NBTA London new case-worker collective
The London branch of the National Bargee Traveller Association (NBTAL) has launched a new case-worker group in a bid to help London boaters who are affected by enforcement and the new Canal and River Trust policy on refusing licences.
The volunteer case workers can be contacted for help and advice at email@example.com and will soon be available for a chat on a special mobile phone helpline.
The caseworker group keeps up to date with pooled knowledge of the current implementation of the new enforcement policy and the legal framework under which the policy sits, and can give assistance on ‘how far is far enough’ questions, re-licensing, sighting data queries and benefits, disability allowances and adjustments and other related advice.
After a trial period when the new policy only affected new boaters on their first licence, CRT has recently announced that the new enforcement policy came into action for all boaters on the 1st of May. Anyone having their licenced renewed after that will fall under the new policy.CRT have also stated that if a licence is renewed after the 1st May, they will look back over the previous year and make a decision as to whether you fit their current definition of “moving far enough and often enough”. If the boater fails this test, they will refuse to renew their licence and will tell the boater to take a home mooring or remove their boat from their waters. If the boat is not removed and is a livaboard, then the next step is that they will probably take the boater to court for having no licence and to seize the boat and remove it from the canal.
For an unspecified trial period, CRT are offering temporary three or six month “restricted” licences to affected boaters so they can “mend their ways”. This offer of restricted licences is “while boaters get used to the new regime”. The NBTAL fears that at some point in the future, CRT will simply refuse to renew licences with no restricted trial period offered. At a recent Canal User Group meeting, an NBTAL member asked the London enforcement manager how long the trial period would last and what would happen afterwards and was told that “boaters would always be warned before we refuse to renew their licence.”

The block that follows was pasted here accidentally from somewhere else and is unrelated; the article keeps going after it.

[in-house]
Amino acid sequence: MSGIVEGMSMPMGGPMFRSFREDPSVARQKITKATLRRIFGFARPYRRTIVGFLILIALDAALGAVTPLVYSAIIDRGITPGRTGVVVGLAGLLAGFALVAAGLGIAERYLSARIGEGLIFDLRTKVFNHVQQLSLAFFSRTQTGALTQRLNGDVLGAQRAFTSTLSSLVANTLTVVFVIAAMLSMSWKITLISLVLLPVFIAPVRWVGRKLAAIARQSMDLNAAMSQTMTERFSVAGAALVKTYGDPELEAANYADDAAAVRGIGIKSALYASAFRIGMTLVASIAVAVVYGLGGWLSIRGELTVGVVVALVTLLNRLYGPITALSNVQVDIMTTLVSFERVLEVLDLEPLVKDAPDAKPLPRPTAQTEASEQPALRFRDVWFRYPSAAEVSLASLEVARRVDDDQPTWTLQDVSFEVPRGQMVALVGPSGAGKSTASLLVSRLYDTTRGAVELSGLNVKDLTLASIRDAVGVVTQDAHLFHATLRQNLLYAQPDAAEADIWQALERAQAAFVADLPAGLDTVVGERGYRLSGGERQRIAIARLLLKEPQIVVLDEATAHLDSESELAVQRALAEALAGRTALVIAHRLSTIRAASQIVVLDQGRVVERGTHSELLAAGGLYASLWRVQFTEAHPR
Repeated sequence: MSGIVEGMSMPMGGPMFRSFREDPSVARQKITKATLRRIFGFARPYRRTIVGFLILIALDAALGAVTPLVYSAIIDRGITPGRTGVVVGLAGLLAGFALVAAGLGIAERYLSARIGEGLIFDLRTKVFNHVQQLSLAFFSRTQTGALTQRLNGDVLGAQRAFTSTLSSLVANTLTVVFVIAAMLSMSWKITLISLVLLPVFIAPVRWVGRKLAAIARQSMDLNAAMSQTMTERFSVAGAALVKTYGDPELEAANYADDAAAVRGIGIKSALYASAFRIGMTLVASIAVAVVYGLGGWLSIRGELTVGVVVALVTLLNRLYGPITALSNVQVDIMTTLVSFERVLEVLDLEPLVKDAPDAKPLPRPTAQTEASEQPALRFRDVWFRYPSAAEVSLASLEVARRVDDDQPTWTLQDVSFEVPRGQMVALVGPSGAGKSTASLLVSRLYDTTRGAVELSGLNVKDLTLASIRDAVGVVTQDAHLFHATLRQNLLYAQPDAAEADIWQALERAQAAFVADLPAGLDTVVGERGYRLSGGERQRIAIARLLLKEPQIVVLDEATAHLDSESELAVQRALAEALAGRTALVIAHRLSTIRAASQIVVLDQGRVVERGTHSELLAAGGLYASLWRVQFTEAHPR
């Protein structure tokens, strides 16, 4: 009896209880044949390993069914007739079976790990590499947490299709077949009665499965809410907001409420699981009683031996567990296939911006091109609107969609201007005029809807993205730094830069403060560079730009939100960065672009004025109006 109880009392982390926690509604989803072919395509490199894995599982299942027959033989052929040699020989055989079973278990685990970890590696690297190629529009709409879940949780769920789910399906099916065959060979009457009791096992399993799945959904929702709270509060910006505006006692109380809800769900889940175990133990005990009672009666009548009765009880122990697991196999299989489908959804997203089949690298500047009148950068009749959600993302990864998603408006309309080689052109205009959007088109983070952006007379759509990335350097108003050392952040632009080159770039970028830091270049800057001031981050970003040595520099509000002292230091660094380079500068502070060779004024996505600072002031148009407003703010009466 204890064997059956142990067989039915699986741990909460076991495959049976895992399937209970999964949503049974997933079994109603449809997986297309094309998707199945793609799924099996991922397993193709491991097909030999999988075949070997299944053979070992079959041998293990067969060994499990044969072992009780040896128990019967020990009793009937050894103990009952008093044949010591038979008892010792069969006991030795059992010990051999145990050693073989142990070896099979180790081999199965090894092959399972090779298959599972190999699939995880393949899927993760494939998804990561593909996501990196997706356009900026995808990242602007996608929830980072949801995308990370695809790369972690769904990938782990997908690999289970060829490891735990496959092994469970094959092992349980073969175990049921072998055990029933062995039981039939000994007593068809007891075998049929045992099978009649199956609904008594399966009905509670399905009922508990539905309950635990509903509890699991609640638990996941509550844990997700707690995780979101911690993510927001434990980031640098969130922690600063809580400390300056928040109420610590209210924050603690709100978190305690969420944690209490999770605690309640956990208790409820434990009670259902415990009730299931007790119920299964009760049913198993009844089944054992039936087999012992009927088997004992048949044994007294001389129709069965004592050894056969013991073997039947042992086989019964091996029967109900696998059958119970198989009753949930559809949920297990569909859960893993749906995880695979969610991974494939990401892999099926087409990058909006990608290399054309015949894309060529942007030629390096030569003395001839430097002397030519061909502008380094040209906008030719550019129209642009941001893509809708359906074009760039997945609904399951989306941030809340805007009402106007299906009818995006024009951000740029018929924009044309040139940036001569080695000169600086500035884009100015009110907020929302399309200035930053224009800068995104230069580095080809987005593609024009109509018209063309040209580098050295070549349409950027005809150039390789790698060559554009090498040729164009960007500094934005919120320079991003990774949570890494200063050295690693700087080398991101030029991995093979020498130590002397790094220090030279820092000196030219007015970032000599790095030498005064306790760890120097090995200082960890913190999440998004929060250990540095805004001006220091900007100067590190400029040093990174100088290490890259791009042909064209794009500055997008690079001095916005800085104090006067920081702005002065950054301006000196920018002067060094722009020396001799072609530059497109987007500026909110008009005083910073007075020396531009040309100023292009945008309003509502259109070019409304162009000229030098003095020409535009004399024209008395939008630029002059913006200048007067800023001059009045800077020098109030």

After a request from the NBTA at a recent meeting, CRT have stopped charging premium rates for these “restricted” licences and the cost is now pro rata to the full licence.
A spokesperson for the group said:
“In April and May this year, 60 licences out of a total of 160 new first year boaters were put on three or six month “restricted” licences for what the Canal and River Trust claim is “not moving far enough or often enough.” Regardless of our concerns about the legality of the new policy, the caseworker group is keeping itself up to date on its implementation and are available to give the best information possible to help livaboard boaters keep their homes.”
“If you are affected then contact us and we will do our level best to work with you to offer advice and support to enable you to carry on living on the water. We are also monitoring what distance/criteria CRT are enforcing on and what criteria they are saying must be fulfilled to ‘pass’ the restricted temporary licence period, so even if you think you can handle it yourself please get in touch as the info is invaluable. It will be confidential and we do not publish or publicise any individual emails to or from the enforcement team, though we may release the odd report with the anonymised generalised trends of where the implementation of the enforcement policy is heading.”
“We will also work with the Waterways Chaplaincy in the case of particularly vulnerable boaters. The case workers will work in your interest and keeping you on the water, if that’s what you want; is paramount, whether through negotiation, support, referral or other appropriate methods. As a last resort because court cases are usually lose-lose situations, we have experienced boaty lawyers at hand for advice and referral just in case the shit really hits the fan.”